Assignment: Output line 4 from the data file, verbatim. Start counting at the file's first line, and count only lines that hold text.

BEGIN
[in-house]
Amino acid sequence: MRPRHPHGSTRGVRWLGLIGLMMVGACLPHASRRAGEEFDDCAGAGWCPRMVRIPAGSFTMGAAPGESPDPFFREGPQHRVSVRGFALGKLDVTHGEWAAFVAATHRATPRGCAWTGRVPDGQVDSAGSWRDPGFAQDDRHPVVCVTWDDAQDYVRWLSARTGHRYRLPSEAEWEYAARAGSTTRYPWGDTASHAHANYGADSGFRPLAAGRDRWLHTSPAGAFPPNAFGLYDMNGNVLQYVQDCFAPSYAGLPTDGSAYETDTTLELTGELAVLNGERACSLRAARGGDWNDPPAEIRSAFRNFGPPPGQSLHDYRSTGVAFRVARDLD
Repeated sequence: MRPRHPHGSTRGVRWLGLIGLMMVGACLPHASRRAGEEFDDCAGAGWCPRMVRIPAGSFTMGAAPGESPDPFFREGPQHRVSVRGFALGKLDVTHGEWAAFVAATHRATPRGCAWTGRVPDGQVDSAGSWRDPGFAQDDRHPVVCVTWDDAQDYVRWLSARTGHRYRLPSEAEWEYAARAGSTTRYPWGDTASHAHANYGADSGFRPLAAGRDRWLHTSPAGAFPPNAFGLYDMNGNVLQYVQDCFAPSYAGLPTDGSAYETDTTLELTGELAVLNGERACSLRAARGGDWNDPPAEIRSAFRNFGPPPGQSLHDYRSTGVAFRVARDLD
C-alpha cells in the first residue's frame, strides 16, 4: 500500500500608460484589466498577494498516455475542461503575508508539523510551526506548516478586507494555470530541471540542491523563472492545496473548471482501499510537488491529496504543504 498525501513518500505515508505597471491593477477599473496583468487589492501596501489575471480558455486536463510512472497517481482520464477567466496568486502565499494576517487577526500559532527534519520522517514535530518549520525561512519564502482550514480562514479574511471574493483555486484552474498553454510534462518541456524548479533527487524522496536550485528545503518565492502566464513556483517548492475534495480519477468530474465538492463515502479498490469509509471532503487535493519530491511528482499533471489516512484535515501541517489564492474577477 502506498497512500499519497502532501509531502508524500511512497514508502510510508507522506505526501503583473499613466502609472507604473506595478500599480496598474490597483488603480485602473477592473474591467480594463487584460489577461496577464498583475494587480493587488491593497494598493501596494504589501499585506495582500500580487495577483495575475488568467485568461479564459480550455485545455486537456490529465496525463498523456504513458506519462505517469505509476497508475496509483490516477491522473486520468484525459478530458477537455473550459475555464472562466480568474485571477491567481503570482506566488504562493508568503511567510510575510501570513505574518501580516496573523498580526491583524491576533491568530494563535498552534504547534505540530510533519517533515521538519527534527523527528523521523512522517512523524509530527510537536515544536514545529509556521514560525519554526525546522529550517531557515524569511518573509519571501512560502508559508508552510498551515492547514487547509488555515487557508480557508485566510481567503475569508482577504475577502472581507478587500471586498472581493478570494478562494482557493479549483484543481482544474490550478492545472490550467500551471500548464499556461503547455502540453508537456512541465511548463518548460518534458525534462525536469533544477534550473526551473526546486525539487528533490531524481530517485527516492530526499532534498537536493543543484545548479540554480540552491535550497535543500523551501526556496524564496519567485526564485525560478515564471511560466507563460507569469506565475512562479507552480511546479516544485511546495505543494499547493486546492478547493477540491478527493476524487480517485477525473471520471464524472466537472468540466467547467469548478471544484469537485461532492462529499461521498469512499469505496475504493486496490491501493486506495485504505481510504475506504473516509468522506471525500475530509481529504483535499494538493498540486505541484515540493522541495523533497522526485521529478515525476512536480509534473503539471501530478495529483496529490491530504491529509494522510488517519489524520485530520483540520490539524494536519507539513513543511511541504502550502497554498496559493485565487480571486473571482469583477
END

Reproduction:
C-alpha cells in the first residue's frame, strides 16, 4: 500500500500608460484589466498577494498516455475542461503575508508539523510551526506548516478586507494555470530541471540542491523563472492545496473548471482501499510537488491529496504543504 498525501513518500505515508505597471491593477477599473496583468487589492501596501489575471480558455486536463510512472497517481482520464477567466496568486502565499494576517487577526500559532527534519520522517514535530518549520525561512519564502482550514480562514479574511471574493483555486484552474498553454510534462518541456524548479533527487524522496536550485528545503518565492502566464513556483517548492475534495480519477468530474465538492463515502479498490469509509471532503487535493519530491511528482499533471489516512484535515501541517489564492474577477 502506498497512500499519497502532501509531502508524500511512497514508502510510508507522506505526501503583473499613466502609472507604473506595478500599480496598474490597483488603480485602473477592473474591467480594463487584460489577461496577464498583475494587480493587488491593497494598493501596494504589501499585506495582500500580487495577483495575475488568467485568461479564459480550455485545455486537456490529465496525463498523456504513458506519462505517469505509476497508475496509483490516477491522473486520468484525459478530458477537455473550459475555464472562466480568474485571477491567481503570482506566488504562493508568503511567510510575510501570513505574518501580516496573523498580526491583524491576533491568530494563535498552534504547534505540530510533519517533515521538519527534527523527528523521523512522517512523524509530527510537536515544536514545529509556521514560525519554526525546522529550517531557515524569511518573509519571501512560502508559508508552510498551515492547514487547509488555515487557508480557508485566510481567503475569508482577504475577502472581507478587500471586498472581493478570494478562494482557493479549483484543481482544474490550478492545472490550467500551471500548464499556461503547455502540453508537456512541465511548463518548460518534458525534462525536469533544477534550473526551473526546486525539487528533490531524481530517485527516492530526499532534498537536493543543484545548479540554480540552491535550497535543500523551501526556496524564496519567485526564485525560478515564471511560466507563460507569469506565475512562479507552480511546479516544485511546495505543494499547493486546492478547493477540491478527493476524487480517485477525473471520471464524472466537472468540466467547467469548478471544484469537485461532492462529499461521498469512499469505496475504493486496490491501493486506495485504505481510504475506504473516509468522506471525500475530509481529504483535499494538493498540486505541484515540493522541495523533497522526485521529478515525476512536480509534473503539471501530478495529483496529490491530504491529509494522510488517519489524520485530520483540520490539524494536519507539513513543511511541504502550502497554498496559493485565487480571486473571482469583477